Another study, this one in 2011, compared the previous three big Army recruiting campaigns that had arisen since the shift from a draft system to an All-Volunteer Force. These were the “Be All You Can Be” campaign that aired during the 1980s and 1990s, the “Army of One” campaign that started in the early 2000s, and the current “Army Strong” campaign. The study found that in each sequential marketing campaign, black soldiers were not only portrayed more often, but more positively as well. Black members of the military are featured twice as often in the “Army Strong” campaign as they are in the earlier “Army of One” campaign, and 44% of the appearances of black soldiers “show an African American man featured in his own shot, or receiving or displaying some kind of honor,” a radical departure from their invariably anonymous and secondary role in the previous two campaigns.

A third study, this one the most recent from 2012, illuminates the history of Army marketing. During the shift to an All-Volunteer Force, the Army first realized they would have to advertise for the first time, a new concept for them. Their research “determined the majority of enlistees would be from rural areas and low socio-economic backgrounds, in addition to being less educated and young.” Because this demographic also spent a relatively large amount of time in front of the television, it was decided that was the form the advertisements would take. The study goes on to discuss the benefits and drawbacks of different branches of the military advertising both separately and together. Finally, it looks at how military commercials impact people’s “war attitude.” The study concluded that “controlling for other demographic factors, political cynicism, weekly news media consumption, and gender were significant determinants of war attitudes.” Additionally, political orientation turned out to be “also statistically significant and individuals affiliated with the Republican Party had a .31 more positive attitude regarding war on a scale of 5.” The study conversely concluded that increasing the volume of advertising did in fact significantly increase negative attitudes about war in college students.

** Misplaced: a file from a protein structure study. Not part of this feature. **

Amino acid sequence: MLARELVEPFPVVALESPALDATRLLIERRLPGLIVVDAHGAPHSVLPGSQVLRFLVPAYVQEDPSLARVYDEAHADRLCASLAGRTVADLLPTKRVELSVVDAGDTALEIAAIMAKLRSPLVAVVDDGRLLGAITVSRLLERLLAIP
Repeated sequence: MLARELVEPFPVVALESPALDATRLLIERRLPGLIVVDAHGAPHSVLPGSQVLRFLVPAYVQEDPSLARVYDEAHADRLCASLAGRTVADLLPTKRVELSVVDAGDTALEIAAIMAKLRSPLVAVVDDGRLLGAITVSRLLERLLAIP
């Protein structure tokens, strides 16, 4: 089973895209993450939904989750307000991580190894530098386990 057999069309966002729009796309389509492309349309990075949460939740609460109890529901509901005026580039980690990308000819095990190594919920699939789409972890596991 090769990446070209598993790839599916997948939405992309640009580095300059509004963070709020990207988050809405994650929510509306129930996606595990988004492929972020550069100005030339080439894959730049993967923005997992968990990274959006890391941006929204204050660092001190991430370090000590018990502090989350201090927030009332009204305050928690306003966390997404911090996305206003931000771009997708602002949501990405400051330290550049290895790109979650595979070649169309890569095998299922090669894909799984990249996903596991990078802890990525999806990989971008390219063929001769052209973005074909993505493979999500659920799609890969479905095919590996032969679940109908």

According to data published by the Armed Forces, putting more emphasis on blacks and African Americans in recruiting campaigns seems to be paying dividends. Whereas they make up 12.85% of the nation’s population as a whole according to the 2010 census, as of the year 2013 they accounted for 18.5% of the men enlisted in the Armed Forces. In the Army, blacks and African Americans make up a whopping 22.8% of the enlisted soldiers, overrepresented by almost double. They are overrepresented in the Armed Forces Reserve as well, making up 15.8% of the members.